If I had to guess at the total clinical hours I currently have while earning my ADN, I would say 450. With the last two clinical courses that require 40 hours each, that brings me to approx. 540.

    I am not really understanding why the UK has such excessive requirements? I knew someone who is American, who was living in Scotland at the time that she graduated from nursing school. So, she was trained there, and now is back in the States. The way that she spoke about it was that you could indeed work there with an ADN ??

    Do they calculate this with just nursing courses or are pre reqs also calculated (for the theory portion)? I also was working on a med tech degree at one time, I have enough college credits for two bachelor degrees. Doesnt that count for something? This is horribly discouraging... I may give up my dream of ever working over there or even working for one of the travel nurse companies that employ US trained nurses in the UK.
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    The ADN used to be accepted in years past, is what I have been able to find throughout my own research.

    Try to read this thread in its entirety and you'll learn that it sounds like you don't need all those hours.
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    I actually did read all the posts in this thread..thankfully. Im still confused tho lol It is something that I really want, as I see it is with others as well. I don't think that I understand calculating the hours, to be honest. The hours that I posted were actual hours spent int eh clinical setting just added up, but isnt there an actual formula that is used? What about time spent in skills laboratory and clinical preparation? Does that count? I know some schools do not require chart studies the nite before clinical, but mine did. I would often spend two hours going through my patient's record, then coming home after an hour drive and finishing up preparation for the next day, which would often take me up to three hours (I went to a very strict school, and they would send you home if you didnt know the answer to a simple question).

    I also came from a school where 75 was a failing grade. I find that is everywhere but there are also more schools that consider a lower grade as passing. It was just an over all tough school and if you made it through then it was quite an accomplishment (as it is anywhere really!). Just nightmare-ish and I often equate it to military boot camp lol! thank you for sharing your insight with me, I truly appreciate it!
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    Generally it is required that your training matches UK training which for most people is just over 3 years full time in university. For several years the UK training has changed and for most it is specialised with options to only do Adult nursing, mental Health nursing or Paeds nursing. Midwifery is totally different and a course on it's own. For the ones doing Adult, mental Health or Paeds the first 18 months is a foundation course and the last 18 months becomes more specialised but even then many students do not gain experience in all areas enabling them to be general trained making it easier to register as a RN in both Canada as well as the US. Presently UK training is either diploma or degree level but from 2013 all nurse training will be at BSN level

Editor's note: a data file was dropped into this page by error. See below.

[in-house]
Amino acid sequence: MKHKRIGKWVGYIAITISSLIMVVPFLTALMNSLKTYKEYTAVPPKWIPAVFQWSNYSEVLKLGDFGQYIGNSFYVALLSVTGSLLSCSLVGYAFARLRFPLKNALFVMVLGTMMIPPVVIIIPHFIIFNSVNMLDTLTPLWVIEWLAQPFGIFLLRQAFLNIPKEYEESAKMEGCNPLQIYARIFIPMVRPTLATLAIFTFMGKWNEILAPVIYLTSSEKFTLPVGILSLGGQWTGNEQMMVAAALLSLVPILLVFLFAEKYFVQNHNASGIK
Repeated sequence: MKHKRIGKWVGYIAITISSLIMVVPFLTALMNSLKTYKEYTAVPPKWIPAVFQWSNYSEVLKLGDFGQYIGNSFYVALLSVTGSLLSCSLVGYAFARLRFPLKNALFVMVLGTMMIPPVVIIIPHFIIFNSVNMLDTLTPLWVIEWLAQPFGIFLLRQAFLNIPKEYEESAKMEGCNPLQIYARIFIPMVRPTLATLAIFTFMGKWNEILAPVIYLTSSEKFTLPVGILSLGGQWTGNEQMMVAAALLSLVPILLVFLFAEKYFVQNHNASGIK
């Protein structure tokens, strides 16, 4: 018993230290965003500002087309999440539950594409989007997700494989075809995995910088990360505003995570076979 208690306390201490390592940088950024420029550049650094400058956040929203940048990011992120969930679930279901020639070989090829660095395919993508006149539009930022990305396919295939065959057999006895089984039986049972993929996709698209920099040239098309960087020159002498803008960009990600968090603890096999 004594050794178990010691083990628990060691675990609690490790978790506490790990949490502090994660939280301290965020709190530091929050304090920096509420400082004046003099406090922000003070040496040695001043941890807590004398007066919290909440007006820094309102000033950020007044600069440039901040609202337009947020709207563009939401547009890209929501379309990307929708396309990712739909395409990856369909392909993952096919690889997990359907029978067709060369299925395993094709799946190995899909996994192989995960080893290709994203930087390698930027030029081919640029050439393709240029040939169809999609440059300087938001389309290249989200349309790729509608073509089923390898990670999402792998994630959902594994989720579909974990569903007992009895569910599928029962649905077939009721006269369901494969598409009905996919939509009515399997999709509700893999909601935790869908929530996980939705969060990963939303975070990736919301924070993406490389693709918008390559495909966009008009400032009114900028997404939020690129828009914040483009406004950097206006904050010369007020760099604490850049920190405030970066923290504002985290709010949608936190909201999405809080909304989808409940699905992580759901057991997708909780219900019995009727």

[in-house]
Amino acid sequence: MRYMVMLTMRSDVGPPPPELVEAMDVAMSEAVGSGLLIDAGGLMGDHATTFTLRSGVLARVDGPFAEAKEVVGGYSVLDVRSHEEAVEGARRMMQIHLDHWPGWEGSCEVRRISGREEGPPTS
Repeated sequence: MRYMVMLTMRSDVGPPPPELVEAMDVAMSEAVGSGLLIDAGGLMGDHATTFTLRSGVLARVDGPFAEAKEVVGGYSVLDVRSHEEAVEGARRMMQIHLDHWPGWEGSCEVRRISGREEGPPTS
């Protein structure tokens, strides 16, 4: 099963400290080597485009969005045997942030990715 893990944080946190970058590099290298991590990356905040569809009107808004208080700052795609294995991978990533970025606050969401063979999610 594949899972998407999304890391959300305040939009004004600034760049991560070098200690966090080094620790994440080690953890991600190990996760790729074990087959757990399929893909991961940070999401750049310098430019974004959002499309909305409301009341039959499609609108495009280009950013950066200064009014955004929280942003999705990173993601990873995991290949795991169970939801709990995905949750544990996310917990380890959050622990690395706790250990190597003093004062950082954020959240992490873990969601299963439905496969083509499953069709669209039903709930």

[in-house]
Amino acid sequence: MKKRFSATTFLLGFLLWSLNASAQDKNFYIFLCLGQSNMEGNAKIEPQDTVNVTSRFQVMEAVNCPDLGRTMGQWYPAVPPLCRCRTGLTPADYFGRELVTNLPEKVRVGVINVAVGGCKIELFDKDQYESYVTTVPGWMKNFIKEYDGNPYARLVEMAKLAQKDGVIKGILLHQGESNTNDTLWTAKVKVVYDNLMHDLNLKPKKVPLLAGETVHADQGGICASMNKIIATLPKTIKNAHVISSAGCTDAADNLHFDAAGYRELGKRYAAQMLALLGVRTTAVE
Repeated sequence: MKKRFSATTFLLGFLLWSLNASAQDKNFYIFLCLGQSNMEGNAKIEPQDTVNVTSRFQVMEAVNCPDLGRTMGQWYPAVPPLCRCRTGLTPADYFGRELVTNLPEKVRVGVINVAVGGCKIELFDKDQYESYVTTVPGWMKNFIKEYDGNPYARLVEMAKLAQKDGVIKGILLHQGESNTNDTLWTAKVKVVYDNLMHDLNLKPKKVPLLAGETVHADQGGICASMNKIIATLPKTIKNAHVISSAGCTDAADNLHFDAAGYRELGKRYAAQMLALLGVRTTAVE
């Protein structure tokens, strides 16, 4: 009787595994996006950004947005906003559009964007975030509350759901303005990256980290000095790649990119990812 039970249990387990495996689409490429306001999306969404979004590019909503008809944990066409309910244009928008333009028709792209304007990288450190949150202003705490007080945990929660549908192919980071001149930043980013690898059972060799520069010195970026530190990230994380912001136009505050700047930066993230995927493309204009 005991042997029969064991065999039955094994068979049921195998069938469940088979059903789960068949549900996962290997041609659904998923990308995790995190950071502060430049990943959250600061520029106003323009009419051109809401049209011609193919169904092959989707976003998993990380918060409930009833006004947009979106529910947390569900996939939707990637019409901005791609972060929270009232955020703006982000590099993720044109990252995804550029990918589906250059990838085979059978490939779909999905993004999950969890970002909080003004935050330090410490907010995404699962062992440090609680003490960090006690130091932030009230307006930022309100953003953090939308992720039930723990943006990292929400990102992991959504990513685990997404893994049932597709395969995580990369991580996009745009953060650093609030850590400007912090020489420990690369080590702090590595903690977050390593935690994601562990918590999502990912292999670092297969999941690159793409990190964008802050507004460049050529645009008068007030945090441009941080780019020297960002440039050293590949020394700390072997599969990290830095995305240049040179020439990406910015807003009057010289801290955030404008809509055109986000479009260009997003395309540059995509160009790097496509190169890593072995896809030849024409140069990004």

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    Thank you for explaining that to me! Oh my, I am wracking my brain trying to figure this out... and i honestly did not know this forum existed as I just joined today. I also do not know quite how to use this site either so it will take me som e time to get used to it

    Interestingly, 2013 is the year that many changes will take place here in the US as well. I am working toward my BSN, and am very close to finishing (will be finished in 2012). After which I would love to continue on and get my masters and be a nurse practitioner. In 2013, a PhD will be required for NPs. Also, BSN will be required in all states, as of timing I don't know, but ADNs will no longer be eligible to work in the US. Many facilities are requiring BSN now as well. I lived an hour from Boston last year and every hospital I looked at required the BSN no matter how many years of experience you have. While discouraging, it makes sense in that evidence shows better patient outcomes with bachelor prepared nurses. The movement has begun! Im' glad I'm doing it now to be honest
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    A PhD will NOT be required of NPs, although a DNP may be. In actuality, it's a guideline posted by the AACN, not a requirement (and it's 2015, NOT 2013). There are many universities who are not complying with this recommendation. There is also no truth in the ADNs not being eligible. There are some states that have lobbied that one makes it so you have to get it within a certain number of years, but by no means is this every state.

    Try not to post information unless you're sure of the information because you inadvertently mislead others and discourage those that may seek an advanced path but do not want all extra work you've described.

    edit: it's actually the AACN (American Association of Colleges of Nursing), not the ANA like I originally described. Link in my next post.
    Last edit by babyNP. on Feb 19, '11